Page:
Suppose you’ve graduated your orientation and mobility lessons and you’ve successfully mastered a handful of routes. You can get from home to work and back, to Starbucks and back (because let’s face it, this route is perhaps the most vital), to the gym and back, and to the grocery store and back. You and the cane have found your rhythm; shorelining, well, it’s practically a breeze; and bus travel now only gives you a smidge of anxiety. You’ve made great strides. But now the guys at the office invite you to a new restaurant in town. You’re determined to get there independently. Are you up for the challenge?
With the collection of orientation and mobility tools and skills under your belt—but please, if you haven’t received proper training in travel skills for those who are blind or visually impaired, start there and this time hire an uber—it’s time to create a plan (and just as important, a backup plan) and take a measured risk.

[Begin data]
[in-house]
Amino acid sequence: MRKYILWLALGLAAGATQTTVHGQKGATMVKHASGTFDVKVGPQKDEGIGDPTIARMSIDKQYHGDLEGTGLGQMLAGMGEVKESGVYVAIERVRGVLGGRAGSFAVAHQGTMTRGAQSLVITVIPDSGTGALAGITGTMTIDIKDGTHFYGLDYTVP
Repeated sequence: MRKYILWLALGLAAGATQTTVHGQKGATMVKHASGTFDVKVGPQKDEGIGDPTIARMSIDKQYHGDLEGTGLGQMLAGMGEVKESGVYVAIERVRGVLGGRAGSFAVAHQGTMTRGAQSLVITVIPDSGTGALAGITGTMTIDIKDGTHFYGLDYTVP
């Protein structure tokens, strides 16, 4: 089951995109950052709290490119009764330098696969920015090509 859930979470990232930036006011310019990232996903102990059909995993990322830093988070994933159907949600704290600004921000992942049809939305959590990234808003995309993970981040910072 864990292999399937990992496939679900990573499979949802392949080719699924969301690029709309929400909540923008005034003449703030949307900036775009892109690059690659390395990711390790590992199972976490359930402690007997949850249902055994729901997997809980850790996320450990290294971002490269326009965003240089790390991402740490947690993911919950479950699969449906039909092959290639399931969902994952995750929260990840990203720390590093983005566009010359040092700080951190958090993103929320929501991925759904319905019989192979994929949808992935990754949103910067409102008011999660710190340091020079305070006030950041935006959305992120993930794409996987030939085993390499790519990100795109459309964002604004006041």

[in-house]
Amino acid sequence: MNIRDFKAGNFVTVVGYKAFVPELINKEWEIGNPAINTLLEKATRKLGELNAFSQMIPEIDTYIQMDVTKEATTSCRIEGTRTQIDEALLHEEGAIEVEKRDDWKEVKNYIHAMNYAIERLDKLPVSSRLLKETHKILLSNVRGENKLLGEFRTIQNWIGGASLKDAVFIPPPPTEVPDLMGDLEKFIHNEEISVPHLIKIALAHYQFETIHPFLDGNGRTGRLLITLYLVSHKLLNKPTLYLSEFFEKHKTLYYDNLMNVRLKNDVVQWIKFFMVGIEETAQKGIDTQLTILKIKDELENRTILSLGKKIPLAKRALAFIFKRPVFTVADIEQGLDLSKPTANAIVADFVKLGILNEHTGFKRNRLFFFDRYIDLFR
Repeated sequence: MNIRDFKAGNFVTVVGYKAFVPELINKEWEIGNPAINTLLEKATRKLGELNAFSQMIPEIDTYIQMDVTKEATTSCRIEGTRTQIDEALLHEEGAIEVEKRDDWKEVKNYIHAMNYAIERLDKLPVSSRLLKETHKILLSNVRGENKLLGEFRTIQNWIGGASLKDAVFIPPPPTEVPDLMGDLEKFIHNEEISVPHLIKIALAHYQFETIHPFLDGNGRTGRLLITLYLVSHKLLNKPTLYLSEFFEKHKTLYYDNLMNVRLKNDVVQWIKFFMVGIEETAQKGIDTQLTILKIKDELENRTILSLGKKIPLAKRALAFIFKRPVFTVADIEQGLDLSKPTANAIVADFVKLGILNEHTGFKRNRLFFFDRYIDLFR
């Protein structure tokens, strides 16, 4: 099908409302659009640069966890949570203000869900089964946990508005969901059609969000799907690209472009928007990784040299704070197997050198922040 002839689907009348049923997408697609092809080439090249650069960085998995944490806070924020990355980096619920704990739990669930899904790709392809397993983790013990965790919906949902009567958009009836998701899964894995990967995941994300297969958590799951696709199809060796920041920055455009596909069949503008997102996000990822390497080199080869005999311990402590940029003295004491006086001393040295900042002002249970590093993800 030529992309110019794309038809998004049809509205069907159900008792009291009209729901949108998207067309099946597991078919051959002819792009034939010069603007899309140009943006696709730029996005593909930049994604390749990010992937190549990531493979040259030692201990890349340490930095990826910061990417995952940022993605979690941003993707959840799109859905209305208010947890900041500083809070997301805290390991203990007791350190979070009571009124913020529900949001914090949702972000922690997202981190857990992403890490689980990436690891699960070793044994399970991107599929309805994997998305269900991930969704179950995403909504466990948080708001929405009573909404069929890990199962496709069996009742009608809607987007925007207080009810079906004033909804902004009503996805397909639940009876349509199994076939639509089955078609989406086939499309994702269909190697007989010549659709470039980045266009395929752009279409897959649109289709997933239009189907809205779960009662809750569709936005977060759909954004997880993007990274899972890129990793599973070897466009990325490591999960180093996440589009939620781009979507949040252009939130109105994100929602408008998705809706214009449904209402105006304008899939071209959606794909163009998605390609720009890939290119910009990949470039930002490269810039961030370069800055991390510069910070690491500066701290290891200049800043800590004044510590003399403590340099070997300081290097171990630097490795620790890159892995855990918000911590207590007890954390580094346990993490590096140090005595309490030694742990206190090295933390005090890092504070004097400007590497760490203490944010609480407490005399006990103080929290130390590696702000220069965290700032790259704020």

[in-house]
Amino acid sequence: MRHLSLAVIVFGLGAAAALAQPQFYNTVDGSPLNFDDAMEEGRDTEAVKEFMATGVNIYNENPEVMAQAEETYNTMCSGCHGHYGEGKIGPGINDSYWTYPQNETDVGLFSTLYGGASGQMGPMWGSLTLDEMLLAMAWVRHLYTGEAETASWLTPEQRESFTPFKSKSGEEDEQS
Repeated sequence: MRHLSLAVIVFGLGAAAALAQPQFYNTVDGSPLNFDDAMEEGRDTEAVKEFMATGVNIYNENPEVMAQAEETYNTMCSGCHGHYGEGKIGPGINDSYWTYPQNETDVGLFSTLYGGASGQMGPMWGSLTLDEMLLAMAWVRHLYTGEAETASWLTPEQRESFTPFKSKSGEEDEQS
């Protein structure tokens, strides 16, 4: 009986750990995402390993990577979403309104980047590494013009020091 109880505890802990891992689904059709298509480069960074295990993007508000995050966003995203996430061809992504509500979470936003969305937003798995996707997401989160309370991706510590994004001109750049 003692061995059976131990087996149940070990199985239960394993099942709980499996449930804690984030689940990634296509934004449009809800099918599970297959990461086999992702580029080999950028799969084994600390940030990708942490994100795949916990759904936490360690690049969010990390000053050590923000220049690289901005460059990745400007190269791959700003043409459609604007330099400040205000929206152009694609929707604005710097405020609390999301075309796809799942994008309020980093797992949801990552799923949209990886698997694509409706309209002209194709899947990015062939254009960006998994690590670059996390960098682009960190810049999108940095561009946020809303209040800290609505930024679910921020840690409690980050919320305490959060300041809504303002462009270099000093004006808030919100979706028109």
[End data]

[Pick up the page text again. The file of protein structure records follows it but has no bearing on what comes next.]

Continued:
Don’t let fear rob you of an independent life.
I know this can be overwhelming. It’s why I want to share former CareerConnect program manager, Joe Strechay’s words as he reflected on tackling an unfamiliar route despite the uncertainties.
Read "Push Your Limits and Take Measured Risks." Know that all travelers who are blind or significantly visually impaired have to make a decision as to whether they will push themselves past their comfort levels…time and again.
Why Should Blind or Visually Impaired Individuals Practice Orientation and Mobility Skills?
Community Travel Skills—a Predictor of Workplace Success for Individuals Who Are Blind